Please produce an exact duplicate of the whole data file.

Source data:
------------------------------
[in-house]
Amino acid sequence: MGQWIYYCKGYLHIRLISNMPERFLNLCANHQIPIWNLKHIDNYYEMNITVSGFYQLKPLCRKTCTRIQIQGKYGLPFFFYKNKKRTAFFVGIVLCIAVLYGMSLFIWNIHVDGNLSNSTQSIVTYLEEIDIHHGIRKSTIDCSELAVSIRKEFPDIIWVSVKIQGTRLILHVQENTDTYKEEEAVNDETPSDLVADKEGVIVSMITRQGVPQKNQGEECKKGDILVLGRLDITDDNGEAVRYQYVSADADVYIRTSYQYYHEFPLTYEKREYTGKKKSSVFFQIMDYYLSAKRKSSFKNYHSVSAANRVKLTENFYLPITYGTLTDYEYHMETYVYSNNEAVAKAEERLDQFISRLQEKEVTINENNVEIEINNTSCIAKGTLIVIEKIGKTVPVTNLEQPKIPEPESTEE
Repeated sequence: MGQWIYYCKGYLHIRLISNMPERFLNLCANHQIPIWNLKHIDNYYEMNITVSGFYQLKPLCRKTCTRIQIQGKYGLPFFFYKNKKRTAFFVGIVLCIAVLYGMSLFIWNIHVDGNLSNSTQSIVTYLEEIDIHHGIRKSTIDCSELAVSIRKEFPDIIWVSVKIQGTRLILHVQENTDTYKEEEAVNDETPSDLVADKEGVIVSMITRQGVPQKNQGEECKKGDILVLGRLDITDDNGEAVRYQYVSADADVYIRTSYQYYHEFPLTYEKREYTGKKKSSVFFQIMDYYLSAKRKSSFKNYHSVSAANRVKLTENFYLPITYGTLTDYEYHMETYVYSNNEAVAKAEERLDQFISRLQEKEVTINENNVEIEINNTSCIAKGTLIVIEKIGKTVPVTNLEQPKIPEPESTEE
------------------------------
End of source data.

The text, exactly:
[in-house]
Amino acid sequence: MGQWIYYCKGYLHIRLISNMPERFLNLCANHQIPIWNLKHIDNYYEMNITVSGFYQLKPLCRKTCTRIQIQGKYGLPFFFYKNKKRTAFFVGIVLCIAVLYGMSLFIWNIHVDGNLSNSTQSIVTYLEEIDIHHGIRKSTIDCSELAVSIRKEFPDIIWVSVKIQGTRLILHVQENTDTYKEEEAVNDETPSDLVADKEGVIVSMITRQGVPQKNQGEECKKGDILVLGRLDITDDNGEAVRYQYVSADADVYIRTSYQYYHEFPLTYEKREYTGKKKSSVFFQIMDYYLSAKRKSSFKNYHSVSAANRVKLTENFYLPITYGTLTDYEYHMETYVYSNNEAVAKAEERLDQFISRLQEKEVTINENNVEIEINNTSCIAKGTLIVIEKIGKTVPVTNLEQPKIPEPESTEE
Repeated sequence: MGQWIYYCKGYLHIRLISNMPERFLNLCANHQIPIWNLKHIDNYYEMNITVSGFYQLKPLCRKTCTRIQIQGKYGLPFFFYKNKKRTAFFVGIVLCIAVLYGMSLFIWNIHVDGNLSNSTQSIVTYLEEIDIHHGIRKSTIDCSELAVSIRKEFPDIIWVSVKIQGTRLILHVQENTDTYKEEEAVNDETPSDLVADKEGVIVSMITRQGVPQKNQGEECKKGDILVLGRLDITDDNGEAVRYQYVSADADVYIRTSYQYYHEFPLTYEKREYTGKKKSSVFFQIMDYYLSAKRKSSFKNYHSVSAANRVKLTENFYLPITYGTLTDYEYHMETYVYSNNEAVAKAEERLDQFISRLQEKEVTINENNVEIEINNTSCIAKGTLIVIEKIGKTVPVTNLEQPKIPEPESTEE